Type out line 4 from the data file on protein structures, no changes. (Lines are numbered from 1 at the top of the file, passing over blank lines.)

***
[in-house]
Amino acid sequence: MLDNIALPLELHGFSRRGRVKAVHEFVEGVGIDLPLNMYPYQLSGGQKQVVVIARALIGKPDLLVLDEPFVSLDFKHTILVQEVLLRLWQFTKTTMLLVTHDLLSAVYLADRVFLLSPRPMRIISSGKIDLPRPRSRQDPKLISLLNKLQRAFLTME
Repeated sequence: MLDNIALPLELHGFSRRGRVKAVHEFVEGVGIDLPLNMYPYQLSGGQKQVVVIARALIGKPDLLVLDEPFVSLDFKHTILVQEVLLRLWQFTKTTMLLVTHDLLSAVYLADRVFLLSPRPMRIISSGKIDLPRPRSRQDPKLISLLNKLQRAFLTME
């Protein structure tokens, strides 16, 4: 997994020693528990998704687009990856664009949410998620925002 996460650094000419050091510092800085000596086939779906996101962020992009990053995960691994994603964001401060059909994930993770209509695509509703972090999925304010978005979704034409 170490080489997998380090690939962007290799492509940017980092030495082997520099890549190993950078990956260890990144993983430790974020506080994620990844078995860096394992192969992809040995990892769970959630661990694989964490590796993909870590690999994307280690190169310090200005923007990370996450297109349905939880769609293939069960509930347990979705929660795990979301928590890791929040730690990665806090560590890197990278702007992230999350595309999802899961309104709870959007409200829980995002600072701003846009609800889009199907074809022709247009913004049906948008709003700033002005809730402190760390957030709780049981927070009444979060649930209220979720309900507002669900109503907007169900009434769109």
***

């Protein structure tokens, strides 16, 4: 997994020693528990998704687009990856664009949410998620925002 996460650094000419050091510092800085000596086939779906996101962020992009990053995960691994994603964001401060059909994930993770209509695509509703972090999925304010978005979704034409 170490080489997998380090690939962007290799492509940017980092030495082997520099890549190993950078990956260890990144993983430790974020506080994620990844078995860096394992192969992809040995990892769970959630661990694989964490590796993909870590690999994307280690190169310090200005923007990370996450297109349905939880769609293939069960509930347990979705929660795990979301928590890791929040730690990665806090560590890197990278702007992230999350595309999802899961309104709870959007409200829980995002600072701003846009609800889009199907074809022709247009913004049906948008709003700033002005809730402190760390957030709780049981927070009444979060649930209220979720309900507002669900109503907007169900009434769109």